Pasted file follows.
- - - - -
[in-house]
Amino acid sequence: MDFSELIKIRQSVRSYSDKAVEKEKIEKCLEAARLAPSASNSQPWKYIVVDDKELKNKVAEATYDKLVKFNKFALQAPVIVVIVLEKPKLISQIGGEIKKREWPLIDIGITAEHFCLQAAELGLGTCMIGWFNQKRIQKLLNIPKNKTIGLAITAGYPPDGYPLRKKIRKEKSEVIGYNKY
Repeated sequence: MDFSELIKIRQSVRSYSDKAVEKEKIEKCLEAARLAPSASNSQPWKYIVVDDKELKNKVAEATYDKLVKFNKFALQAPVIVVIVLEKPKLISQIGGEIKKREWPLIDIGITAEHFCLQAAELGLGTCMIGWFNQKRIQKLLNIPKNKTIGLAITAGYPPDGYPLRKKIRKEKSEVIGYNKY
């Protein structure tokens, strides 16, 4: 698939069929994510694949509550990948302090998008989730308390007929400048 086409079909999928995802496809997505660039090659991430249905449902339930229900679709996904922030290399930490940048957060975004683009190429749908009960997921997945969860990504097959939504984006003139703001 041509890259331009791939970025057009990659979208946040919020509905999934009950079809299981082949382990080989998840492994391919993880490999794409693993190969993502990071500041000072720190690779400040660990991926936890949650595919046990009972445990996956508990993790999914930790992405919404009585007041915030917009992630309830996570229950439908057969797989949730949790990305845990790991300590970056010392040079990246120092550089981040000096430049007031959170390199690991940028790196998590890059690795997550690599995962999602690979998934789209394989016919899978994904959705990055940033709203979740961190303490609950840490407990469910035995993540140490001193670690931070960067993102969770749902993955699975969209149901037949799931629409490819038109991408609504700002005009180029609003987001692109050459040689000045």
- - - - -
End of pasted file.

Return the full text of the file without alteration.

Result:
[in-house]
Amino acid sequence: MDFSELIKIRQSVRSYSDKAVEKEKIEKCLEAARLAPSASNSQPWKYIVVDDKELKNKVAEATYDKLVKFNKFALQAPVIVVIVLEKPKLISQIGGEIKKREWPLIDIGITAEHFCLQAAELGLGTCMIGWFNQKRIQKLLNIPKNKTIGLAITAGYPPDGYPLRKKIRKEKSEVIGYNKY
Repeated sequence: MDFSELIKIRQSVRSYSDKAVEKEKIEKCLEAARLAPSASNSQPWKYIVVDDKELKNKVAEATYDKLVKFNKFALQAPVIVVIVLEKPKLISQIGGEIKKREWPLIDIGITAEHFCLQAAELGLGTCMIGWFNQKRIQKLLNIPKNKTIGLAITAGYPPDGYPLRKKIRKEKSEVIGYNKY
């Protein structure tokens, strides 16, 4: 698939069929994510694949509550990948302090998008989730308390007929400048 086409079909999928995802496809997505660039090659991430249905449902339930229900679709996904922030290399930490940048957060975004683009190429749908009960997921997945969860990504097959939504984006003139703001 041509890259331009791939970025057009990659979208946040919020509905999934009950079809299981082949382990080989998840492994391919993880490999794409693993190969993502990071500041000072720190690779400040660990991926936890949650595919046990009972445990996956508990993790999914930790992405919404009585007041915030917009992630309830996570229950439908057969797989949730949790990305845990790991300590970056010392040079990246120092550089981040000096430049007031959170390199690991940028790196998590890059690795997550690599995962999602690979998934789209394989016919899978994904959705990055940033709203979740961190303490609950840490407990469910035995993540140490001193670690931070960067993102969770749902993955699975969209149901037949799931629409490819038109991408609504700002005009180029609003987001692109050459040689000045």